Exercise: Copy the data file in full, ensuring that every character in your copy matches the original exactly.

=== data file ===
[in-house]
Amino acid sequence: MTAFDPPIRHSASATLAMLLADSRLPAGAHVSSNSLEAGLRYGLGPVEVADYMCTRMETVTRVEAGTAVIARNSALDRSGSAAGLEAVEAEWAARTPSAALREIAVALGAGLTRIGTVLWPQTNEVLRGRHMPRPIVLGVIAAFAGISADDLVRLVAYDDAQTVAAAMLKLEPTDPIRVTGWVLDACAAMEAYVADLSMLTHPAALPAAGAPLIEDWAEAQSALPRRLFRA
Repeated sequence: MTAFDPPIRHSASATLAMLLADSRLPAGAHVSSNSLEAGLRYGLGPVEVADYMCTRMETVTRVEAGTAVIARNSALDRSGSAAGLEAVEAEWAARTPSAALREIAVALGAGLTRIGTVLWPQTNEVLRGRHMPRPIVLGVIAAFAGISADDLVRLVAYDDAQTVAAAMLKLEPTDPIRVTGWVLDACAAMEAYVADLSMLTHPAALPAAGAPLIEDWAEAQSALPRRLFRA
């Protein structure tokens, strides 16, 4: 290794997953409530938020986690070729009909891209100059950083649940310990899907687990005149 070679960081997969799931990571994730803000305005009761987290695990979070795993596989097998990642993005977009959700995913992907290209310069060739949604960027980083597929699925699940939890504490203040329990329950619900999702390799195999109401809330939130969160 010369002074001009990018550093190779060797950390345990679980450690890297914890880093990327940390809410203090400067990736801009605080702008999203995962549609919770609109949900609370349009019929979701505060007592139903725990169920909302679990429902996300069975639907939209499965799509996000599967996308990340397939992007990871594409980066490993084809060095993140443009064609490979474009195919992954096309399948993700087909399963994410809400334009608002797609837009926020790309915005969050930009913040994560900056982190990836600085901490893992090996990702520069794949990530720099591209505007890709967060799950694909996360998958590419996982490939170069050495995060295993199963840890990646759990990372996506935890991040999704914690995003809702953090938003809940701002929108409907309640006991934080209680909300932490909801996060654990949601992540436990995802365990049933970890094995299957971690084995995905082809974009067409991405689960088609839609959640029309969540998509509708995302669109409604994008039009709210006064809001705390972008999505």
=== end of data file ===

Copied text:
[in-house]
Amino acid sequence: MTAFDPPIRHSASATLAMLLADSRLPAGAHVSSNSLEAGLRYGLGPVEVADYMCTRMETVTRVEAGTAVIARNSALDRSGSAAGLEAVEAEWAARTPSAALREIAVALGAGLTRIGTVLWPQTNEVLRGRHMPRPIVLGVIAAFAGISADDLVRLVAYDDAQTVAAAMLKLEPTDPIRVTGWVLDACAAMEAYVADLSMLTHPAALPAAGAPLIEDWAEAQSALPRRLFRA
Repeated sequence: MTAFDPPIRHSASATLAMLLADSRLPAGAHVSSNSLEAGLRYGLGPVEVADYMCTRMETVTRVEAGTAVIARNSALDRSGSAAGLEAVEAEWAARTPSAALREIAVALGAGLTRIGTVLWPQTNEVLRGRHMPRPIVLGVIAAFAGISADDLVRLVAYDDAQTVAAAMLKLEPTDPIRVTGWVLDACAAMEAYVADLSMLTHPAALPAAGAPLIEDWAEAQSALPRRLFRA
């Protein structure tokens, strides 16, 4: 290794997953409530938020986690070729009909891209100059950083649940310990899907687990005149 070679960081997969799931990571994730803000305005009761987290695990979070795993596989097998990642993005977009959700995913992907290209310069060739949604960027980083597929699925699940939890504490203040329990329950619900999702390799195999109401809330939130969160 010369002074001009990018550093190779060797950390345990679980450690890297914890880093990327940390809410203090400067990736801009605080702008999203995962549609919770609109949900609370349009019929979701505060007592139903725990169920909302679990429902996300069975639907939209499965799509996000599967996308990340397939992007990871594409980066490993084809060095993140443009064609490979474009195919992954096309399948993700087909399963994410809400334009608002797609837009926020790309915005969050930009913040994560900056982190990836600085901490893992090996990702520069794949990530720099591209505007890709967060799950694909996360998958590419996982490939170069050495995060295993199963840890990646759990990372996506935890991040999704914690995003809702953090938003809940701002929108409907309640006991934080209680909300932490909801996060654990949601992540436990995802365990049933970890094995299957971690084995995905082809974009067409991405689960088609839609959640029309969540998509509708995302669109409604994008039009709210006064809001705390972008999505």